Some reviewers say this book sucks because obviously it never happened. They astutely point out that it was all a hoax (you know, a money making scheme), and they seem somewhat miffed by the gullibility of the average reader. Really? Demons/spirits who appear in the form of a talking pig?

I say, you're right...but who cares. The Amityville Horror was and remains one of the spookiest movies I've even seen, and the movie carefully followed the book. I even got a few chills while reading it (real or
Laura Elisabeth
Read this book years ago and enjoyed it, however this time round I guess it just didn't seem as creepy. I wasn't overly keen on how the book was written either. 3 Stars, Im afraid.
Oh my, this was such a piece of garbage. Never mind how incredulous the story is....The writing was terrible, it felt more like a very rough draft for a movie script. The author spent NO time trying to be accurate regarding Long Island geography (i.e., the fastest route from Amityville to Astoria was the Sunrise Hwy?? Seriously???) and logistics (the "city of Amityville" plowed the streets, but Amityville is a village in the town of Babylon). The author couldn't even keep the address straight, a ...more
More like a 3.5. George and Kathy Lutz move into a new house, and you know what comes next! It has all those beloved haunted house tropes lke moving objects, disembodied voices, a ghostly hand on your arm, secret rooms, and creepy pig demons! This style of horror is very effective and had me looking over my shoulder afraid of the boogeyman during the final act.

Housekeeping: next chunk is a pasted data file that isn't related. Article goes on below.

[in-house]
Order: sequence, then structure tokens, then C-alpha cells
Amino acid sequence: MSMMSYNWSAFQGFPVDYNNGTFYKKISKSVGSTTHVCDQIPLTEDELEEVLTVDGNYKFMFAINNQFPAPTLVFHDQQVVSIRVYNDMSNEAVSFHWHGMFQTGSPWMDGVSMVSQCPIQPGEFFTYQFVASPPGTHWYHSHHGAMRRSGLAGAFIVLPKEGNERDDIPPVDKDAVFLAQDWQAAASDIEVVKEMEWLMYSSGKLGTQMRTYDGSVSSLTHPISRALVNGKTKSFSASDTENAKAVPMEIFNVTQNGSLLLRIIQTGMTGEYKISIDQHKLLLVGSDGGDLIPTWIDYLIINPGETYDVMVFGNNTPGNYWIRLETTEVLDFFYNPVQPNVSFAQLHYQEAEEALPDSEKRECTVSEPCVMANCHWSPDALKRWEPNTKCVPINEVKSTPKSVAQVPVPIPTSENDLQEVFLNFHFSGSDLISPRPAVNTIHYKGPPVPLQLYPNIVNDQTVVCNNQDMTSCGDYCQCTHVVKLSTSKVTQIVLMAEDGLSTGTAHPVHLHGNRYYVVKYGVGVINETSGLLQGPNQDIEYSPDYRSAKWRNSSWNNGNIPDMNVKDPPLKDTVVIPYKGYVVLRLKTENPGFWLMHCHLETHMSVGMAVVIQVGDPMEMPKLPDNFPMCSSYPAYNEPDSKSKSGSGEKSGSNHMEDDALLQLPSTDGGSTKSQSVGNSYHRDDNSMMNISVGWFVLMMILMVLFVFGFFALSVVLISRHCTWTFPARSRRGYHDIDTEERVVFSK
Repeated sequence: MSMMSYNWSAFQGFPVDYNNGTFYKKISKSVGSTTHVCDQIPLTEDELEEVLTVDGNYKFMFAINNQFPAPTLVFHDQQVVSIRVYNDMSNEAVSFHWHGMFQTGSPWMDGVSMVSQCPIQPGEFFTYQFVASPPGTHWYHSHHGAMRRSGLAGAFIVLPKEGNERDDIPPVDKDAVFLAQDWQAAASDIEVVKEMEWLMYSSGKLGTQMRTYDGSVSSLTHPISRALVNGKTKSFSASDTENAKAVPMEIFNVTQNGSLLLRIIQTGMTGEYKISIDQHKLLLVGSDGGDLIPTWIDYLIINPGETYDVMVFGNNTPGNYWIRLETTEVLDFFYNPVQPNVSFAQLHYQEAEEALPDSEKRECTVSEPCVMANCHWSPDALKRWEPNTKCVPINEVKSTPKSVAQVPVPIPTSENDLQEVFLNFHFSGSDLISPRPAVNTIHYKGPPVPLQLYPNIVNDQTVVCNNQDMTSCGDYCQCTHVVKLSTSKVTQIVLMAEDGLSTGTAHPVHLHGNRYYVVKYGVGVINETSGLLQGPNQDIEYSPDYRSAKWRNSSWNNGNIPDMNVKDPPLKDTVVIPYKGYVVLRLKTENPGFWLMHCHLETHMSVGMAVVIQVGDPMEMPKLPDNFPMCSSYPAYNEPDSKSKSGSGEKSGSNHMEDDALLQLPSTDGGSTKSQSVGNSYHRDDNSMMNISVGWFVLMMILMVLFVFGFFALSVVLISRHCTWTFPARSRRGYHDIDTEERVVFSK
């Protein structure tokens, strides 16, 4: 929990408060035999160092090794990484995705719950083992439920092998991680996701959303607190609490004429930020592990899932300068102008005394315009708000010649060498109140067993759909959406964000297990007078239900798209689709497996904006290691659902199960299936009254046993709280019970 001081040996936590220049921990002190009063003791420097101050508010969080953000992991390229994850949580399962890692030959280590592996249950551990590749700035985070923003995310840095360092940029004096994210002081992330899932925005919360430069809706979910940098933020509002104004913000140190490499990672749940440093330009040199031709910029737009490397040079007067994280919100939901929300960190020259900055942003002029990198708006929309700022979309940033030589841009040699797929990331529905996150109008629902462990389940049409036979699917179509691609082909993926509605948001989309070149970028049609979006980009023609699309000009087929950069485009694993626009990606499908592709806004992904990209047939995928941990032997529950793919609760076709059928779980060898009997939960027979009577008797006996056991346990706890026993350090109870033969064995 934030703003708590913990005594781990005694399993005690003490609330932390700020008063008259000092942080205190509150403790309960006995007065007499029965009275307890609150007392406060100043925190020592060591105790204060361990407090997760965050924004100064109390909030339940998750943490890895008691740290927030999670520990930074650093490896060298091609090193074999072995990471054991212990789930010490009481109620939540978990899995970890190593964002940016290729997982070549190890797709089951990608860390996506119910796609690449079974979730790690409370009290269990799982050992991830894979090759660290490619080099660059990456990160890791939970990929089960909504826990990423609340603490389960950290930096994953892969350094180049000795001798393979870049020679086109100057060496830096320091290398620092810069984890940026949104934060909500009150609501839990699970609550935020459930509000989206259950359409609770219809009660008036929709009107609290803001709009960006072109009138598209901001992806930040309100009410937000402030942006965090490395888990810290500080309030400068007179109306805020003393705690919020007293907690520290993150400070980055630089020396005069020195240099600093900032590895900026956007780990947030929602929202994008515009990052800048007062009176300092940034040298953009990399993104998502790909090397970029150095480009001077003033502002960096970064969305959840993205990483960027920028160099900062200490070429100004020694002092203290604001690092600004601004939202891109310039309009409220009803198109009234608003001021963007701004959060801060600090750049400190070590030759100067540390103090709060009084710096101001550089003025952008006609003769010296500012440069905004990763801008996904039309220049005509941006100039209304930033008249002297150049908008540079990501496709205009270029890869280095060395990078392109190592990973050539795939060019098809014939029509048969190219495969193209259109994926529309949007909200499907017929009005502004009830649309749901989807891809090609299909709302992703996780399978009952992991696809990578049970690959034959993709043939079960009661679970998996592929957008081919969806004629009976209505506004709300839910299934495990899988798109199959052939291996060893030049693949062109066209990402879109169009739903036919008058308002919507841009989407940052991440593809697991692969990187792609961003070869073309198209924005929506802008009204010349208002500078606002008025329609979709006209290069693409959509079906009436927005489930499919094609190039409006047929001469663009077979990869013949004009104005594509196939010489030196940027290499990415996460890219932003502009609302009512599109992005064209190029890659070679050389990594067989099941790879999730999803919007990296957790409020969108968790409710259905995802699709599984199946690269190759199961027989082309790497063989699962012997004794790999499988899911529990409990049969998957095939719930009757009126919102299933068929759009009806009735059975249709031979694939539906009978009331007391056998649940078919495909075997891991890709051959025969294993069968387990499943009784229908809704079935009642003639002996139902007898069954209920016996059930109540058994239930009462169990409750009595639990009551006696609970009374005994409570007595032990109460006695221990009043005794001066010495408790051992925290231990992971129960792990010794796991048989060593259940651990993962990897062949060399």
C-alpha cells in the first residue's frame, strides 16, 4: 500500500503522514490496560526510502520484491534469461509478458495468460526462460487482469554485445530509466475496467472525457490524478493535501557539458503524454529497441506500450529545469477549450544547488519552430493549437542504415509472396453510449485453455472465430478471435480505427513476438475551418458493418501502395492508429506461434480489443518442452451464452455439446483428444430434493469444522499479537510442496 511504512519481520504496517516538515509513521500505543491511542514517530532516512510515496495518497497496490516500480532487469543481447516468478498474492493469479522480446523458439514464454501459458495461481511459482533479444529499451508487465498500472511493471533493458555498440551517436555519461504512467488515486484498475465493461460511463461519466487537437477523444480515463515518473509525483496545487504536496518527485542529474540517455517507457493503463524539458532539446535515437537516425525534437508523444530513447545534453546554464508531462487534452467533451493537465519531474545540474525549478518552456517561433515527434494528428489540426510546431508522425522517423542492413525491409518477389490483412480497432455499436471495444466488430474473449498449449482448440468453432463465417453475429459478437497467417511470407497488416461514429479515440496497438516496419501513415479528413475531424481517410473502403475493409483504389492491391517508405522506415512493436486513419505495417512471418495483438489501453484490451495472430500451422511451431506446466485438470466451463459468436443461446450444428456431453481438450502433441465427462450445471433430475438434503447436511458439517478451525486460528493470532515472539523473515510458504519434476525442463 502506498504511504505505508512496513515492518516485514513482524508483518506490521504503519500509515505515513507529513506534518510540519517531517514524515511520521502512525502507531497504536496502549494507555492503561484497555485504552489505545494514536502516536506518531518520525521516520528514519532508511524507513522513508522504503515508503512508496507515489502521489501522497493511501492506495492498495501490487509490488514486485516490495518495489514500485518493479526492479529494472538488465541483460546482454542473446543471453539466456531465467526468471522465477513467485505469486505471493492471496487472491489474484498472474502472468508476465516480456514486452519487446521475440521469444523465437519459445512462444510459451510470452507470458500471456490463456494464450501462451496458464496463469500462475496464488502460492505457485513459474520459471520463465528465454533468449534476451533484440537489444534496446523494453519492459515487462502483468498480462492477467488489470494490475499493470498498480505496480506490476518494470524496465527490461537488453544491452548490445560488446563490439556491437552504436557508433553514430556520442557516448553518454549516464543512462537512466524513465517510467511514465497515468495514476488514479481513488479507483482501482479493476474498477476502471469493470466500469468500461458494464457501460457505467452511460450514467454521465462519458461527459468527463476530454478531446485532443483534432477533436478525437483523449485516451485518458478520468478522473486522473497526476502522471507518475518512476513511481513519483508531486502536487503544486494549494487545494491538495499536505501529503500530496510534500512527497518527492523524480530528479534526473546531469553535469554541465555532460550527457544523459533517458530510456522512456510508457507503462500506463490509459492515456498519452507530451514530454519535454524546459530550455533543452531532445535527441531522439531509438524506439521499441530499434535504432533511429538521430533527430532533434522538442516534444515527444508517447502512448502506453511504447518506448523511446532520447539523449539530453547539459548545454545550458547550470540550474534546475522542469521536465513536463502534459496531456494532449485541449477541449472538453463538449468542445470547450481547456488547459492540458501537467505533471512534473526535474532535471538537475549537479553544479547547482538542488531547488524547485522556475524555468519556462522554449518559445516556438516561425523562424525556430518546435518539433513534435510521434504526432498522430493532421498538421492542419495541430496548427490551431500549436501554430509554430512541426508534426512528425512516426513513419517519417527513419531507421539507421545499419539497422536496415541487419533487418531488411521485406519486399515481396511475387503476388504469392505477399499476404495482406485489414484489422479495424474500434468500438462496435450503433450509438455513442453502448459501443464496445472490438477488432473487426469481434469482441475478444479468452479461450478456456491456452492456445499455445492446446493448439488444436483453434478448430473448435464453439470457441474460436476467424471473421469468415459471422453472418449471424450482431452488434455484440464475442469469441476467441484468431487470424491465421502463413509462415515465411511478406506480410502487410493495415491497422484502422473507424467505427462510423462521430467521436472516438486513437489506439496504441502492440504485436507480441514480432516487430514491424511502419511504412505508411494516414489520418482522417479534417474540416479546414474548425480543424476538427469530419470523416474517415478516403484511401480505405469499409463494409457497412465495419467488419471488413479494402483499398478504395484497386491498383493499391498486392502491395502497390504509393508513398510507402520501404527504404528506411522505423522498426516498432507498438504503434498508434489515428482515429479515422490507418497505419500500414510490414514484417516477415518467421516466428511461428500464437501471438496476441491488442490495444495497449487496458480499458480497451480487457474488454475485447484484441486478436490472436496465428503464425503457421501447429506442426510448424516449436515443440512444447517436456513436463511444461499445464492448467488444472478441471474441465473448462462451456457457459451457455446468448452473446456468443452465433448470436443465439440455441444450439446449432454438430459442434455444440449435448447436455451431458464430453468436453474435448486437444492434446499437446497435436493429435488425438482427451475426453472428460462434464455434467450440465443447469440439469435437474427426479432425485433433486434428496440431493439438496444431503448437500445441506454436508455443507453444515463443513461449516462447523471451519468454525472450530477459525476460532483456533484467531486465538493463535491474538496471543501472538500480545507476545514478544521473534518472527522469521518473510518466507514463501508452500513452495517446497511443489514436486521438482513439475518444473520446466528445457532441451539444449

Not a perfect five because there was plenty of build up and only a brief resolution. It was still an exciting ending, but after everythin
Bookaholic (reads every mortal thing)


You know what a really convincing true-life horror story should do? Well, me neither, but it certainly shouldnt make me go "I dont buy any of this"

Its scary-ish and entertaining enough, but not something I can see actually happening. Boo.
Haha, this is pretty ridiculous so far. I can't tell if it's bad writing, or just the 70s. Or both.

Okay, yeah. After finishing it I have the same question. The dialogue is pretty terrible at times, and everybody just seems so...dumb! I'm not saying that 100% of this was made up, but... Well, okay, maybe I am.